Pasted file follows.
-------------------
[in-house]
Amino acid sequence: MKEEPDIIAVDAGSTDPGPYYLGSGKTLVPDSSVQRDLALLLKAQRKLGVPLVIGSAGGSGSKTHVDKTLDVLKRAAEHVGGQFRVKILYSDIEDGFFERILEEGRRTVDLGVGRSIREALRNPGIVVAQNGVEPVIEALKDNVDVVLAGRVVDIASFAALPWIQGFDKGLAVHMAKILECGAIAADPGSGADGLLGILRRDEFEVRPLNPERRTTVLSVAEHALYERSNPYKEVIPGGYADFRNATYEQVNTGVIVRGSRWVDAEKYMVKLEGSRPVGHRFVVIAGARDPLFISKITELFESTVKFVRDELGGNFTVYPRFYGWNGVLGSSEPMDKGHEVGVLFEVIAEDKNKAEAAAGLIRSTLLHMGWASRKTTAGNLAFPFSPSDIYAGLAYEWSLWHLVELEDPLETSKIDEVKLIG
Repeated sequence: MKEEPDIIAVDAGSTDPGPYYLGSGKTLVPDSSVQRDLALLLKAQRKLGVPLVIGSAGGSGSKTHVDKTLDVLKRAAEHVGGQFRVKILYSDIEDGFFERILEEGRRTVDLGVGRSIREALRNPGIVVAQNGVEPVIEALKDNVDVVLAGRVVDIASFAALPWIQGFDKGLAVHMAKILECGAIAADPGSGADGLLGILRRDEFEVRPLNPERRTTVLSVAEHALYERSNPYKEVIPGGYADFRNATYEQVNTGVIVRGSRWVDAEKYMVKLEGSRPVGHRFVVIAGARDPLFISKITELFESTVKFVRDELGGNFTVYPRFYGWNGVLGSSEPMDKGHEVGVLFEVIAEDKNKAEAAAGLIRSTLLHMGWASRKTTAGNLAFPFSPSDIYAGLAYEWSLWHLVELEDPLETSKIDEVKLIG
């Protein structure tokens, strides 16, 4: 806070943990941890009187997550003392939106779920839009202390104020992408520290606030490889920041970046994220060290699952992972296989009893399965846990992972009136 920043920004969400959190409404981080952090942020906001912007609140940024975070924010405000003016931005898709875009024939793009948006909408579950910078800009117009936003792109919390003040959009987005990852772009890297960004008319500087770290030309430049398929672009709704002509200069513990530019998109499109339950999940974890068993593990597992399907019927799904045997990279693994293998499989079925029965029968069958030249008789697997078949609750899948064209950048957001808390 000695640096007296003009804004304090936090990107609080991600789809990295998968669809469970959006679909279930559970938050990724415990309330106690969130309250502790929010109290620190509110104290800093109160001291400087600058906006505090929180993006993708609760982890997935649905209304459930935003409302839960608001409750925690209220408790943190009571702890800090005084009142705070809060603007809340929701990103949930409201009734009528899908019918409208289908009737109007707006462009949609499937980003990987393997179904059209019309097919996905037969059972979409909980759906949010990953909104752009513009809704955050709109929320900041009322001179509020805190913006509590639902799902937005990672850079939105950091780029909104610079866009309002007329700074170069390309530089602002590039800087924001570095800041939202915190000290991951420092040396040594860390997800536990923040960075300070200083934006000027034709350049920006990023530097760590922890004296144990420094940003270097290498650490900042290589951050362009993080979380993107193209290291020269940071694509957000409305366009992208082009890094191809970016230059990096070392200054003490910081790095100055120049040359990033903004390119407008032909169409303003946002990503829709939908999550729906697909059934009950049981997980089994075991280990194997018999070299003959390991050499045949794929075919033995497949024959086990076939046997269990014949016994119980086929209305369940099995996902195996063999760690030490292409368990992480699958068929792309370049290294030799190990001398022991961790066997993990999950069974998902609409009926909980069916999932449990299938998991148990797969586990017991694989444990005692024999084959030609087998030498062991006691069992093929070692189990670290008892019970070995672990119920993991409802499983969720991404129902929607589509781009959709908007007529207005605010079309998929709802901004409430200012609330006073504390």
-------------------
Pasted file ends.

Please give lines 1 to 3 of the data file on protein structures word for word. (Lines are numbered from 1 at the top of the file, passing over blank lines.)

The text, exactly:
[in-house]
Amino acid sequence: MKEEPDIIAVDAGSTDPGPYYLGSGKTLVPDSSVQRDLALLLKAQRKLGVPLVIGSAGGSGSKTHVDKTLDVLKRAAEHVGGQFRVKILYSDIEDGFFERILEEGRRTVDLGVGRSIREALRNPGIVVAQNGVEPVIEALKDNVDVVLAGRVVDIASFAALPWIQGFDKGLAVHMAKILECGAIAADPGSGADGLLGILRRDEFEVRPLNPERRTTVLSVAEHALYERSNPYKEVIPGGYADFRNATYEQVNTGVIVRGSRWVDAEKYMVKLEGSRPVGHRFVVIAGARDPLFISKITELFESTVKFVRDELGGNFTVYPRFYGWNGVLGSSEPMDKGHEVGVLFEVIAEDKNKAEAAAGLIRSTLLHMGWASRKTTAGNLAFPFSPSDIYAGLAYEWSLWHLVELEDPLETSKIDEVKLIG
Repeated sequence: MKEEPDIIAVDAGSTDPGPYYLGSGKTLVPDSSVQRDLALLLKAQRKLGVPLVIGSAGGSGSKTHVDKTLDVLKRAAEHVGGQFRVKILYSDIEDGFFERILEEGRRTVDLGVGRSIREALRNPGIVVAQNGVEPVIEALKDNVDVVLAGRVVDIASFAALPWIQGFDKGLAVHMAKILECGAIAADPGSGADGLLGILRRDEFEVRPLNPERRTTVLSVAEHALYERSNPYKEVIPGGYADFRNATYEQVNTGVIVRGSRWVDAEKYMVKLEGSRPVGHRFVVIAGARDPLFISKITELFESTVKFVRDELGGNFTVYPRFYGWNGVLGSSEPMDKGHEVGVLFEVIAEDKNKAEAAAGLIRSTLLHMGWASRKTTAGNLAFPFSPSDIYAGLAYEWSLWHLVELEDPLETSKIDEVKLIG